Are you just breaking into the trucking industry? With so many trucking types and jobs to choose from, it may be difficult to choose what’s right for you. In this blog, we’ll explore some options and break down the common types of trucking jobs that are available.
The common trucking types are:
Hot Shot: Hot shot trucking, also known as less than truckload (LTL), refers to a truck that’s smaller than the usual semi truck and trailer. Though many truck varieties can fall into this category, the most common is a 1-ton diesel dually pulling a 40-foot gooseneck trailer. These drivers normally have to make several stops for a small amount of freight, and are generally expected to load and unload it themselves.
Dry Van: This is the most common trucking type for new drivers, and usually refers to a 53-foot trailer that hauls dry or non-perishable goods. These jobs are generally more available and easier to get.
Reefer: These specialized trailers have an air conditioner at the front of the trailer and haul goods that must be kept at specific temperatures. The driver is expected to maintain and monitor temperature settings.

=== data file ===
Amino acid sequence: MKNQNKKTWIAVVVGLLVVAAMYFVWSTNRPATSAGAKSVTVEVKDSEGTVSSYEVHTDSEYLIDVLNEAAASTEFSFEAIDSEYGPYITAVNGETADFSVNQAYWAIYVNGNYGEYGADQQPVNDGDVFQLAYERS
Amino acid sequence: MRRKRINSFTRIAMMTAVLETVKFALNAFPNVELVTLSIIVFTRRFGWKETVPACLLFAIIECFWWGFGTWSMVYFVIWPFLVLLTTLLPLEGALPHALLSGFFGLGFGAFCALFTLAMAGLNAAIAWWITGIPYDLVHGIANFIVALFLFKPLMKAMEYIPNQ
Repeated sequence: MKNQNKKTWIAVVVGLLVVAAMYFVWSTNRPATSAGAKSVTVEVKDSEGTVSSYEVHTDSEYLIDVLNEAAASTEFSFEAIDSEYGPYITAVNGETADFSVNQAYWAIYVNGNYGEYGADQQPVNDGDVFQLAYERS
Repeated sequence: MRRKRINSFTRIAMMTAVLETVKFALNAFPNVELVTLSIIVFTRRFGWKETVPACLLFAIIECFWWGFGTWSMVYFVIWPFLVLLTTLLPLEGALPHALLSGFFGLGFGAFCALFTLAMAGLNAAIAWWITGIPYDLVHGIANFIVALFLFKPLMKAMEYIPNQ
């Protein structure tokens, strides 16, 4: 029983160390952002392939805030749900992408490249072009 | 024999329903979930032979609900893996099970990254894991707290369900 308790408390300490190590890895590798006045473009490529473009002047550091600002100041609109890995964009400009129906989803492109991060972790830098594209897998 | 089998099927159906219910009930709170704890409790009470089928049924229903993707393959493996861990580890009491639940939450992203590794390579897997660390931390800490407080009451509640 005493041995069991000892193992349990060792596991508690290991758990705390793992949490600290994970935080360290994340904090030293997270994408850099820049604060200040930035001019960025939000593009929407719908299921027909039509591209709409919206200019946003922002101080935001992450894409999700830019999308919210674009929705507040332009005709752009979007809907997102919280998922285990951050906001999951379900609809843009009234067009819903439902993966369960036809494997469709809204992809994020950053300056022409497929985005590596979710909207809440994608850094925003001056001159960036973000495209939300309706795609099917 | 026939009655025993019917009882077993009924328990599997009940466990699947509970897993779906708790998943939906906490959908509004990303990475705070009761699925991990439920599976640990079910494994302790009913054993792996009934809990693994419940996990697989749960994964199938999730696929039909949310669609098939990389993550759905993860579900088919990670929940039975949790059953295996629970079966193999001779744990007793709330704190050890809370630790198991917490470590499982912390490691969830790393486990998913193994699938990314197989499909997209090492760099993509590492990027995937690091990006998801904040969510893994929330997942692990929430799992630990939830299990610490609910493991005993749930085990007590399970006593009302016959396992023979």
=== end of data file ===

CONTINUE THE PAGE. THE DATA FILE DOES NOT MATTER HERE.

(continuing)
Flat Bed: This refers to a flat trailer that can haul anything from airplanes to scaffolding–basically anything that won’t fit inside a standard trailer. The driver is expected to pay close attention to securing and the safety of the load.
Low Boy (or Heavy Equipment Hauler): These trailers are usually extremely low at the center and generally carry items that are tall or oversized. They often require escort vehicles depending on the load and the location.
Tanker: Tankers are used mostly for hauling liquids–anything from gasoline to milk. Special training is requiring when hauling a tanker because the center of gravity is constantly changing.
Bull Hauler: Bull haulers pull trailers that are specially designed for the transportation of live animals. There are several regulations and rules that bull haulers are required to know, adding an extra layer of responsibility and expertise.
Auto Hauler: Auto haulers pull specialized trailers designed to haul all types of vehicles. Similar to bull haulers, auto haulers have additional responsibility and training.
Container Hauler: Container haulers transport metal containers commonly used for imported goods that can also be transported on train cars. Drivers usually pick up their containers from ports or terminals and distribute to other ports or terminals.
Hopper (or Grain Hauler): A hopper is a trailer specially designed for dumping its contents. Hoppers generally transport dry bulk loads, such as grain and corn.
Generally speaking, the highest-paying trucking job types are reefers, tankers, flatbeds, low-boys, bull and auto haulers; however, these also require more training and certification. When you decide what type of trucking job you’ll want to pursue, contact us and we’d be happy to discuss ways to access your working capital in order to keep you moving in the right direction.